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New faculty: Kenny Tao uses optical coherence tomography to improve delicate eye surgeries

by | Oct. 10, 2016, 4:55 PM | Want more research news? Subscribe to our weekly newsletter »

Kenny Tao (Joe Howell/Vanderbilt)

Kenny Tao (Joe Howell/Vanderbilt)

Kenny Tao was incredibly close to becoming a surgeon instead of a biomedical engineer. The only thing standing in the way of medical school: a renowned adviser who convinced him to take a different path.

Fortunately for Vanderbilt, the new assistant professor of biomedical engineering did change his mind and now brings both his improvements to optical coherence tomography and his wry sense of humor to the university’s laboratories and classrooms. He said his first inkling that he might be an engineer came his senior year at Duke University.

“During my undergrad senior design course, my team was offered a project in biophotonics and said, ‘We have no idea what biophotonics is. Let’s do that!’” Tao said. “Then we actually built a thing that worked. It didn’t work up until the day before the presentation was due, but it worked.”

That was Tao’s first experience with the technology he’d help develop over the next decade, after his project adviser—Duke professor Joe Izatt—convinced him to stay and earn his engineering Ph.D. for free, with the added enticement that Tao could bail after a master’s if he hated it.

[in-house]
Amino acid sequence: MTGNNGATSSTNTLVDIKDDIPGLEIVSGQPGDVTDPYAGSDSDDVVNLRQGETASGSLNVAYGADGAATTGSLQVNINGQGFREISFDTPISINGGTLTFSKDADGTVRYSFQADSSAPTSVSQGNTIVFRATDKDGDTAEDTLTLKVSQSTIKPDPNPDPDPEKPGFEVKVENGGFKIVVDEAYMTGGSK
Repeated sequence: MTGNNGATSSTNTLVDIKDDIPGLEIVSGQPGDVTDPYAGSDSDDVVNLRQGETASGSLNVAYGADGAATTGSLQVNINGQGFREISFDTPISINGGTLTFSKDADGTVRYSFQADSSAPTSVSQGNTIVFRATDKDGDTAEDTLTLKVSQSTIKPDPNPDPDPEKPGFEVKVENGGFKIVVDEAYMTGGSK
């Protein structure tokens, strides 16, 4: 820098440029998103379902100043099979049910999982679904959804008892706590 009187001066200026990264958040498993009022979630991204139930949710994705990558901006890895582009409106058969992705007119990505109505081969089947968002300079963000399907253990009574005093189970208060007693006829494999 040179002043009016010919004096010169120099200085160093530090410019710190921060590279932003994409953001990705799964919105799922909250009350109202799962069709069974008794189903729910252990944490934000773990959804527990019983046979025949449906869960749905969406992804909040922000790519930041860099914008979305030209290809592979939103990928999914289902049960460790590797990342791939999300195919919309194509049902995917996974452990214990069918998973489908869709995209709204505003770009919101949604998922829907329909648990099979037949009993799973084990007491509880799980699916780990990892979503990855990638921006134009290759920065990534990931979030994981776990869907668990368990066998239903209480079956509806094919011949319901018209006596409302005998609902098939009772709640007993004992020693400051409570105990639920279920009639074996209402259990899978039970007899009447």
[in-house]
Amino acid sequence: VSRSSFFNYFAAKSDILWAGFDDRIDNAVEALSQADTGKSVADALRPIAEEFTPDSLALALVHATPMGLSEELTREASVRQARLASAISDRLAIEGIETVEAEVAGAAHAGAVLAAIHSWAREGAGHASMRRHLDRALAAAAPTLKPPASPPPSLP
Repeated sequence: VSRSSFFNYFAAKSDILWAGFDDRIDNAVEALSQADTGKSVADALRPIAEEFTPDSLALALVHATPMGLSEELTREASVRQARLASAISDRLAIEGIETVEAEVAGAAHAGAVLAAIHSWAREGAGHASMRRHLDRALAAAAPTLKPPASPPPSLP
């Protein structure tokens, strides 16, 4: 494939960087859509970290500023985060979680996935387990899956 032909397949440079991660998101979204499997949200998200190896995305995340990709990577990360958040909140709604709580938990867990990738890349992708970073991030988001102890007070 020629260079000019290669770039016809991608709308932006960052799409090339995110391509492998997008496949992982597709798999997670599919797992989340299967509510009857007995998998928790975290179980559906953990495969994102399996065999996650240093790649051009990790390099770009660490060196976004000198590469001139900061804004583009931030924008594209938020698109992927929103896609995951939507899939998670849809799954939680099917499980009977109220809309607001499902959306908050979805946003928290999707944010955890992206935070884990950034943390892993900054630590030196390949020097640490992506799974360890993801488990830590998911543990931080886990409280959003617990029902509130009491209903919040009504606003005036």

Tao didn’t hate it. After getting his Ph.D. at Duke, he joined MIT’s Jim Fujimoto, the progenitor of optical coherence tomography, for postdoctoral research. Most recently, Tao moved his Diagnostic Imaging and Biophotonics Laboratory from the Cleveland Clinic to Vanderbilt.

His work will help guide clinicians’ real-time decision making while doing surgeries to remove damaging scar tissue on the back of the eye that can lead to disorders such as macular holes and retinal detachments.

“Your retina is essentially brain tissue, and we can do imaging of that through the pupil before surgery,” Tao explained. “But you have all these neural layers that are on the order of microns. Surgeons need to manipulate these in real time, and that’s essentially like manipulating wet Kleenex. They’re that delicate and transparent, and seeing them is tremendously difficult, even with the dyes surgeons use to help.

By integrating optical coherence tomography into surgical microscopes, they can see these semi-transparent structures in high resolution,” he said.

Tao said he was eager to get to Vanderbilt and Nashville—the former for the opportunity to work with researchers and clinicians at the Vanderbilt Eye Institute and the Vanderbilt Institute in Surgery and Engineering, the latter for its cuisine.

“Great institution, great food and comfortable living,” he said. “What could be better?”

He paused, with fake concern. “You guys don’t have minus 20-degree days with 5 feet of snow, right?”

View the complete list of new university faculty for 2016-17.

View the complete list of new medical faculty for 2016.

Media Inquiries:
Heidi Hall, (615) 322-NEWS
heidi.hall@vanderbilt.edu